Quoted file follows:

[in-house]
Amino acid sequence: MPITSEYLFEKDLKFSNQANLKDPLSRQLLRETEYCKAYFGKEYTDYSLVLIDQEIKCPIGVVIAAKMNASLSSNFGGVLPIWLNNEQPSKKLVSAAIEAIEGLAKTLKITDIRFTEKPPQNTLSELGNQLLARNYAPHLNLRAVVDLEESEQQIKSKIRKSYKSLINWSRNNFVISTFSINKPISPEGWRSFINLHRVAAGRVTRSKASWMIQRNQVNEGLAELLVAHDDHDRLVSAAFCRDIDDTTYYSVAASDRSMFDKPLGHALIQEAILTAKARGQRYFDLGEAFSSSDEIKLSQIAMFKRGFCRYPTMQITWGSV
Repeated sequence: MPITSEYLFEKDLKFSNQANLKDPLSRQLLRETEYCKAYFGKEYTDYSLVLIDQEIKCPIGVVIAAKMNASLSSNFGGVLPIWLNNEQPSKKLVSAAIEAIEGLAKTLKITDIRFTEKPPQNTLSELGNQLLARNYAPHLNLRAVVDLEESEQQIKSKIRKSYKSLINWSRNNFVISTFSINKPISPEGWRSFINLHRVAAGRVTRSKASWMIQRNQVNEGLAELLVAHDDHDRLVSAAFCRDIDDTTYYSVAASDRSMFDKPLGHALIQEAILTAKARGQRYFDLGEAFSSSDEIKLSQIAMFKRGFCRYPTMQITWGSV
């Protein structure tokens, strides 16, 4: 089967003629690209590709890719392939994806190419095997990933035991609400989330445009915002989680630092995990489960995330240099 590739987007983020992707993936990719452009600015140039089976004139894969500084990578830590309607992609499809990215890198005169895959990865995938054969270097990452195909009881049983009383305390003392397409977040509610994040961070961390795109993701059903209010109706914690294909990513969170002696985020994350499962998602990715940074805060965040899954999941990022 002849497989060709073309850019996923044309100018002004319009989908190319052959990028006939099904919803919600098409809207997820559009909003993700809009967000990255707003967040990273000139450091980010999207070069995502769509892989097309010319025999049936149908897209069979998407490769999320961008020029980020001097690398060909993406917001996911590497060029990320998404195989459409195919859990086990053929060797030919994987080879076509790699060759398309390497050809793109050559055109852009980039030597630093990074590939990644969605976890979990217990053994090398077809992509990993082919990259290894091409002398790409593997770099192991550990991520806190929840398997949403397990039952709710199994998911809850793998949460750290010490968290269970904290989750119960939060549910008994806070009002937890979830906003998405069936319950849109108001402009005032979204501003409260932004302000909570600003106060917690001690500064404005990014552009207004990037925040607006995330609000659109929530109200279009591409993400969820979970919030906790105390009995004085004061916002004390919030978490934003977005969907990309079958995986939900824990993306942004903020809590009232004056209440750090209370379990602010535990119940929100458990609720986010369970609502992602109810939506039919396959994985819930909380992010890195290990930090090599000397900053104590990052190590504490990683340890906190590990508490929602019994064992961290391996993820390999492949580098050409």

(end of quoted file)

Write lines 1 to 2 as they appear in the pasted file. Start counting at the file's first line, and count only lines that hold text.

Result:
[in-house]
Amino acid sequence: MPITSEYLFEKDLKFSNQANLKDPLSRQLLRETEYCKAYFGKEYTDYSLVLIDQEIKCPIGVVIAAKMNASLSSNFGGVLPIWLNNEQPSKKLVSAAIEAIEGLAKTLKITDIRFTEKPPQNTLSELGNQLLARNYAPHLNLRAVVDLEESEQQIKSKIRKSYKSLINWSRNNFVISTFSINKPISPEGWRSFINLHRVAAGRVTRSKASWMIQRNQVNEGLAELLVAHDDHDRLVSAAFCRDIDDTTYYSVAASDRSMFDKPLGHALIQEAILTAKARGQRYFDLGEAFSSSDEIKLSQIAMFKRGFCRYPTMQITWGSV